I work with the elderly and people from all different backgrounds. What is totally unifying about a voice is that everyone has one and it is totally built into your body and instinct. People in choirs already understand the concept of working together to create something really powerful. If you are never willing to do something that makes you feel daunted, you can’t consider yourself a creative person- people in choirs should be used to coming out of their comfort zone.

I gather you have collaborated with Greg Beardsell, who is going to be presenting at the Category Final, what have you done together?

I first met Greg on a project I was doing with National Youth Orchestra, on a piece commissioned by a composer called Anna Meredith. She wrote a piece called ‘Hands Free’, which has no instruments, it was all voice, body percussion and beat boxing. Anna asked me to help with the beat boxing and then Greg came and performed with me. He also performed with my vocal group The Lip Factory, on our tour last year. It was on the tour that we started talking about National Youth Choir which led to the connection with Choir of the Year.

Do you know what to expect from Choir of The Year?

It will be new to me; I haven’t been to a choral competition before. I worked with the Swingle Singers years ago, who are often involved in lots of international choral events, so I’ve been aware of this world of competitive choirs. With that said, I have never actually been to an event so I’m excited to see what it will be like.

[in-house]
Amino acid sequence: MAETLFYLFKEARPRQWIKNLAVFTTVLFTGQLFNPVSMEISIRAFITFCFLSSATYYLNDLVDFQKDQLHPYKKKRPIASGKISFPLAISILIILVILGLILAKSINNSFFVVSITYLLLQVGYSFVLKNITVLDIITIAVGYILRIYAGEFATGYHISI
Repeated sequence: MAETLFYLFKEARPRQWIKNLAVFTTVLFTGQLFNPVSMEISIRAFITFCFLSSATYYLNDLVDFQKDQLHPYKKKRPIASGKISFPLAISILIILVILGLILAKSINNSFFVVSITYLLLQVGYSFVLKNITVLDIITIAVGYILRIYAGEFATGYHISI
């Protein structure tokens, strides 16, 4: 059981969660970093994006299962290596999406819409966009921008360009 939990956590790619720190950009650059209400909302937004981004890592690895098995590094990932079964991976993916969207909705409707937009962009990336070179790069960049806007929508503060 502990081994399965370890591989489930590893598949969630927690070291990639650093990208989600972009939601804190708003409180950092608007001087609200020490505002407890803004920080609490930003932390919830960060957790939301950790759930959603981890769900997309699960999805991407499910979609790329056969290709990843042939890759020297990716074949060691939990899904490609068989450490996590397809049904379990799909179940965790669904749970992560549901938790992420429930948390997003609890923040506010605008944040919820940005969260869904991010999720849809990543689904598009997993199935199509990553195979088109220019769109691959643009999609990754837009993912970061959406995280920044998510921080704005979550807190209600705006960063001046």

Are you able to provide any words of wisdom for those competing?

I work with people across all different experience levels. When watching a choir, what matters to me most is the energy, conviction and passion of the performance. I’ve seen some amazing and technically accomplished singers, but if it lacks that soul and joy then it doesn’t engage the audience. I’m hoping that if the standards are varied, that passion prevails.

Just go out there with a smile and don’t let the competition get in the way of you seizing the moment. The more you enjoy it, the more likely you are to win.

What’s next, after Choir of the Year 2014?

I am working on a pilot for a new TV show. I am also starting a new solo electronic project with a number of shows coming up.
The Choir of the Year 2014 Category Finals take place at The Royal Festival Hall on Sunday 19 October.

Visit Shlomo’s website:

Calling all Poets and Spoken Word artists!

Southbank Centre will be holding the next Scratch Mixer on Friday 3 October – Scratch Mixer is Southbank Centre’s regular event in which emerging poets and spoken word artists are invited to share their work in progress.